IR35 is a word used to describe two sets of tax legislation that are designed to combat tax avoidance by workers, and the firms hiring them, who are supplying their services to clients via an intermediary, such as a limited company, but who would be an employee if the intermediary was not used.
Such workers are called ‘deemed employees’ by Her Majesty’s Revenue and Customs (HMRC). If caught by IR35, they have to pay income tax and National Insurance Contributions (NICs) as if they were employed. The financial impact of IR35 is significant. It can reduce the worker’s net income by up to 25%, costing the typical limited company contractor thousands of pounds in additional income tax and NICs.
Despite having been in force since April 2000, IR35 is heavily criticised by tax experts and the business community as being poorly conceived, badly implemented by HMRC and causing unnecessary costs and hardships for genuine small businesses. This is why Government sought to replace the original IR35 legislation with the new Off-payroll legislation, which was initially introduced into the public sector in April 2017, and extended to the private sector in April 2021. However, the original legislation is still in force for contractors who work for clients that are small, as defined by the Companies Act 2006.
If you are a genuine contractor, freelancer, interim or consultant who is in business on your own account, you should have nothing to fear from IR35. This is so long as you take the time to understand how the legislation works and apply best practice to ensure it does not apply to you, and have a defence prepared if investigated by HMRC.
For firms that hire contractors, where the new Off-payroll rules needs to be considered, they should also not fear the new legislation, provided they take the correct steps when hiring and engaging their contractors.
What is IR35 and the new Off-payroll legislation?
IR35 is a set of tax laws which form part of the Finance Act. The first piece of legislation came into force in April 2000 and is properly known as the Intermediaries Legislation. IR35 takes its name from the original press released published by the then Inland Revenue (now HMRC) announcing its creation.
The income tax element of the Intermediaries Legislation has subsequently been integrated into the Income Tax (Earnings and Pensions) Act 2003 (ITEPA 2003), and the NICs element into the Social Security Contributions (Intermediaries) Regulations 2000.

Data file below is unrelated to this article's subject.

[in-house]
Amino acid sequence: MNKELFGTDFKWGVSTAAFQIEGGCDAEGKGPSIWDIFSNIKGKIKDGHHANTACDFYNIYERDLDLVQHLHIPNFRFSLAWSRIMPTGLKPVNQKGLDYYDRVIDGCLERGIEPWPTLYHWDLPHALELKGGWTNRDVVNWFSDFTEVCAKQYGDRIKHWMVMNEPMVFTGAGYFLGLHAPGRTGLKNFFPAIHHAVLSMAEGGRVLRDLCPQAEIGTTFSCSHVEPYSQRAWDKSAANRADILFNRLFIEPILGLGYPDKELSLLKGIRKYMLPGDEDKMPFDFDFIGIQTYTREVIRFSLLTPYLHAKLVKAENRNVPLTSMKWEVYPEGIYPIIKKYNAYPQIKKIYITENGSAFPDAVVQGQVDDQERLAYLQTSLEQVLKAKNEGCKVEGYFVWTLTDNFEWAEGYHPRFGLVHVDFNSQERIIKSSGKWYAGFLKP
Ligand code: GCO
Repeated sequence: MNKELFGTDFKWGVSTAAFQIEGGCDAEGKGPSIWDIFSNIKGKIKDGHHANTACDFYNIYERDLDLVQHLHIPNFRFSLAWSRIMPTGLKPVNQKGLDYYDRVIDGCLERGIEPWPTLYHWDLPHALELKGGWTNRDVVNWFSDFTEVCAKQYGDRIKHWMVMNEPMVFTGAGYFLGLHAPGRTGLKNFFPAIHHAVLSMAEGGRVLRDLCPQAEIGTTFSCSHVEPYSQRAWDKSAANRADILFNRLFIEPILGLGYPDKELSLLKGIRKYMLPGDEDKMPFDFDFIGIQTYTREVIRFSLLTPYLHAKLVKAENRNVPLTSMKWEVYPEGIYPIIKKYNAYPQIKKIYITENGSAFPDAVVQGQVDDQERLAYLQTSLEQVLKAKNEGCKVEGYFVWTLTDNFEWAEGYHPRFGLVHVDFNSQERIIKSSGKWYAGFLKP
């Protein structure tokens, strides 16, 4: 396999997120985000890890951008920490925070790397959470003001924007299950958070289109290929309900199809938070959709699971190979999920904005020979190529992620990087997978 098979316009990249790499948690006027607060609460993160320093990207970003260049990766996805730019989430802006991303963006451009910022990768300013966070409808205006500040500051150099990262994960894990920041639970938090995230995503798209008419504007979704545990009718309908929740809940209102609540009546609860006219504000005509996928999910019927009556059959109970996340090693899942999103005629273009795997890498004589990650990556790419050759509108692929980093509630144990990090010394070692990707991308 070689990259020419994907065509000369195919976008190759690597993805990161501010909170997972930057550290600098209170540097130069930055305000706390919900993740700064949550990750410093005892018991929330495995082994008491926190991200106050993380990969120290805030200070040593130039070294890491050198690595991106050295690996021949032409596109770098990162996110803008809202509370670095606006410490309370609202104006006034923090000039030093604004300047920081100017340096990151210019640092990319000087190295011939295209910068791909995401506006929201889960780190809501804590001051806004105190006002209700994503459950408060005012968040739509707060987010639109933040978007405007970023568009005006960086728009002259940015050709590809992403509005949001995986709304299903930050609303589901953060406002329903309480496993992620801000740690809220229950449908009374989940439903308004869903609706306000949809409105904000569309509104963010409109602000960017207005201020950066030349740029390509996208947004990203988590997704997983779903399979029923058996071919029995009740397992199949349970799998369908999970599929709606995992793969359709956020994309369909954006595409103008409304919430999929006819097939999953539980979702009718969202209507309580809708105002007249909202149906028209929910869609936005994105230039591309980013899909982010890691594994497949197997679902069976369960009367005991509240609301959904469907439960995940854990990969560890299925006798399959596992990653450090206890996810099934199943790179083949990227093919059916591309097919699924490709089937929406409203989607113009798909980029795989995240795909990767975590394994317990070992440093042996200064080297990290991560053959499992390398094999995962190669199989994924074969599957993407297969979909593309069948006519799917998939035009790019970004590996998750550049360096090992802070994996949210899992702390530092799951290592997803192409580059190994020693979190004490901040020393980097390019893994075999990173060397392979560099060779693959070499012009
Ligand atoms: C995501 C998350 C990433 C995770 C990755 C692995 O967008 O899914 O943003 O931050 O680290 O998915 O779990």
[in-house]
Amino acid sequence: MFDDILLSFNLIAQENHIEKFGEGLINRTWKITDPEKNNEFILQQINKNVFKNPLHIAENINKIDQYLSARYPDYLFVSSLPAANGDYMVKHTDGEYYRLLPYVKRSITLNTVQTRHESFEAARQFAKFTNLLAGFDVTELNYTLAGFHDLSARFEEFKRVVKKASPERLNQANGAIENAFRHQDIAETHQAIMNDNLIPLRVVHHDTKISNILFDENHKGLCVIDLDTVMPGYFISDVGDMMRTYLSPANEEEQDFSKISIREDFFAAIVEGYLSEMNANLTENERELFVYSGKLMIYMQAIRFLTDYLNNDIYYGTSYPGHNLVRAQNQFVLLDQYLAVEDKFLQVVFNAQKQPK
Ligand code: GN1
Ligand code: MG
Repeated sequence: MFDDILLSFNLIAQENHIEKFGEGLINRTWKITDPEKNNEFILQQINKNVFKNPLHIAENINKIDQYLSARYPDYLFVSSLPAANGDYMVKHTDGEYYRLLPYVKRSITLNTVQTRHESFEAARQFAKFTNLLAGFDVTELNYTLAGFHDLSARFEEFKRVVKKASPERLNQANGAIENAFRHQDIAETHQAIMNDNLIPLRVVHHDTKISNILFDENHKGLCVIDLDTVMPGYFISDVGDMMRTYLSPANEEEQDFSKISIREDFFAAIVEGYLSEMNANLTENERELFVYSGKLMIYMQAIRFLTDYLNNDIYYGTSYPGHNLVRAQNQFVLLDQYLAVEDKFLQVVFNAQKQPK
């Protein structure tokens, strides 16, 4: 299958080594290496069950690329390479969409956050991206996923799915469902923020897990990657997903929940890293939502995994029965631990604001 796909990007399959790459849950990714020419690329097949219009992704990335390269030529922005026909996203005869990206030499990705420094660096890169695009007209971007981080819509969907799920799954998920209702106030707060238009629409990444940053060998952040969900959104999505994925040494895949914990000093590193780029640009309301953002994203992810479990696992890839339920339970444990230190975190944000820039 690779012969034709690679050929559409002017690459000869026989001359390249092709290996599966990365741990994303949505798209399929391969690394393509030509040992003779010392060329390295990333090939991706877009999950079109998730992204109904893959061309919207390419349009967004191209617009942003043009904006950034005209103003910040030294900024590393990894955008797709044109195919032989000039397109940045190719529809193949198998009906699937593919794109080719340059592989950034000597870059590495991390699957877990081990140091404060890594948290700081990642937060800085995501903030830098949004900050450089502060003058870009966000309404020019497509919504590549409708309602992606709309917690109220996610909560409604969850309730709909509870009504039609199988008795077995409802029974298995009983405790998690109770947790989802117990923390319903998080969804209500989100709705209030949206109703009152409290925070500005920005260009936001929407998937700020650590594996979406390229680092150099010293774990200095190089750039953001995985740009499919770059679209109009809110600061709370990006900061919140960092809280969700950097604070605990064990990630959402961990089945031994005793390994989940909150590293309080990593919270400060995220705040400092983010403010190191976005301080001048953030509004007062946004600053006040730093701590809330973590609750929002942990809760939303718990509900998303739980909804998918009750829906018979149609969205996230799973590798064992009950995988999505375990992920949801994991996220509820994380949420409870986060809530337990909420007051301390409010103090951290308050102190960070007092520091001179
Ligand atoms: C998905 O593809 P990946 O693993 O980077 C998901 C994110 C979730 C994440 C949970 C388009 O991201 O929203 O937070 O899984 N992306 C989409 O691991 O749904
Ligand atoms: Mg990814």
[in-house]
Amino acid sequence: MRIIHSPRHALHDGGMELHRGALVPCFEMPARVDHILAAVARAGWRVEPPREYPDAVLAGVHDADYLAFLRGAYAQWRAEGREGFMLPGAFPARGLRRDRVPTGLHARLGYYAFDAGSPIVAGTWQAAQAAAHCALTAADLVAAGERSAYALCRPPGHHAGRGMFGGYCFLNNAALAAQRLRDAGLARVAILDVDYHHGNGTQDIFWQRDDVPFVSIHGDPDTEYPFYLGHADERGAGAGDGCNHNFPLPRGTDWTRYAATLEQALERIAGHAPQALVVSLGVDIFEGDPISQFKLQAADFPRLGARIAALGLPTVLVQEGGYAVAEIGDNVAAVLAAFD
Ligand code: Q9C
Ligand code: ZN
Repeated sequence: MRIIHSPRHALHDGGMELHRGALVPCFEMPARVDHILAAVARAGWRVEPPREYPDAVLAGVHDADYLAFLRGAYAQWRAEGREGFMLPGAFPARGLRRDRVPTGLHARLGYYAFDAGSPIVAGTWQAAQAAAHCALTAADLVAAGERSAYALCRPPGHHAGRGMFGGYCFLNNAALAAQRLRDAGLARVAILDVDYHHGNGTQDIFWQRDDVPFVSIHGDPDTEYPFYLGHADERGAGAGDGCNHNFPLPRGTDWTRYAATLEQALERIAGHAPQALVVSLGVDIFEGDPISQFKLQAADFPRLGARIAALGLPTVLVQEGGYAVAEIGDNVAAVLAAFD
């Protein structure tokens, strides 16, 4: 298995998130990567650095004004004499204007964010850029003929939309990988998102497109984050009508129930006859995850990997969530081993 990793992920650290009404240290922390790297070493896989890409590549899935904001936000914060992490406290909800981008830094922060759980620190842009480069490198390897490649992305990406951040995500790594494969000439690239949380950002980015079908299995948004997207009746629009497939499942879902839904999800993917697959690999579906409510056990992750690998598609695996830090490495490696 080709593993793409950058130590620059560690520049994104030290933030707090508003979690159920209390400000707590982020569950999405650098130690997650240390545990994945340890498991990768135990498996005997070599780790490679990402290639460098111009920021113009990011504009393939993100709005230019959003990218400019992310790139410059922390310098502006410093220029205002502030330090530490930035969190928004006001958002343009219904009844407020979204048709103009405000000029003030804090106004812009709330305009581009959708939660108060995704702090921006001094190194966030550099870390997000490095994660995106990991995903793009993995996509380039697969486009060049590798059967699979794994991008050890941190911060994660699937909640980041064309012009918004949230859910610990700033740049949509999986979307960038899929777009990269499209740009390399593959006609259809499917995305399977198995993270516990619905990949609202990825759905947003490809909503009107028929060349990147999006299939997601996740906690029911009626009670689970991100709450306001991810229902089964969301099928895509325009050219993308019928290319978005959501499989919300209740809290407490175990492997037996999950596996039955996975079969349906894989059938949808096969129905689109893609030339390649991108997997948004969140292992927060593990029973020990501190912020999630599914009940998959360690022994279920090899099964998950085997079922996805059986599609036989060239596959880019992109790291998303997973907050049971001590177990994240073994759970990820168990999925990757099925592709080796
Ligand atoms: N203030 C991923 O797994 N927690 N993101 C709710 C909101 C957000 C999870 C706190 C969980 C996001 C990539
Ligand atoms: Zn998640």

In April 2017 the Government introduced the "Off-Payroll Reforms", which is a separate piece of new tax legislation that applies to the public sector, but which is also, albeit confusingly, referred to as "IR35."
The new Off-payroll rules were an admission by HMRC that the original rules were unenforceable. Whilst they both contain the common theme of "deemed employment", the newer rules introduce a different set of tax treatment, meaning that firms will now have to assess the contractors status, but, more importantly, pay employment taxes on top of the fees paid to the contractor.
Why was IR35 introduced by the government?
IR35 was introduced to tackle the problem of ‘deemed employment’. This is where organisations engage workers on a self-employed basis and usually through an intermediary, rather than on an employment contract, so they become deemed, or "disguised", employees.
This can save the engaging organisation a significant amount of money as they no longer have to pay employers’ NICs of 13.8% or the Apprenticeship Levy of 0.5%, and it also means they do not have to offer any employment rights or benefits.
A common example was the ‘Friday to Monday’ phenomenon. That is when an employee leaves employment with their employer on a Friday only to return to the same role in the same office on the Monday, only engaged as a contractor or consultant trading through a personal services company and paying much less tax.
IR35 should have a genuine role to play in defending both workers’ rights from unscrupulous employers and the Exchequer from lost tax yield. Unfortunately, the legislation in its original current form fell well short of those aims.
How IR35 works – the tests of employment
Because IR35 essentially seeks to turn a legitimate one person small business into being an employee, it is underpinned by employment legislation and IR35 case law. As a result, the tests of employment evolved over decades by the UK legal system are applied,
The key IR35 case law dates back to a seminal employment law case tribunal, Ready Mixed Concrete (South East) Ltd v Minister of Pensions from 1968. More recent cases, particularly those ruled on since IR35 was introduced, can also apply.
Essentially, an HMRC inspector will attempt to disregard the written contract in force between the worker and their client, and use the actual nature of the working relationship to create a ‘notional contract’.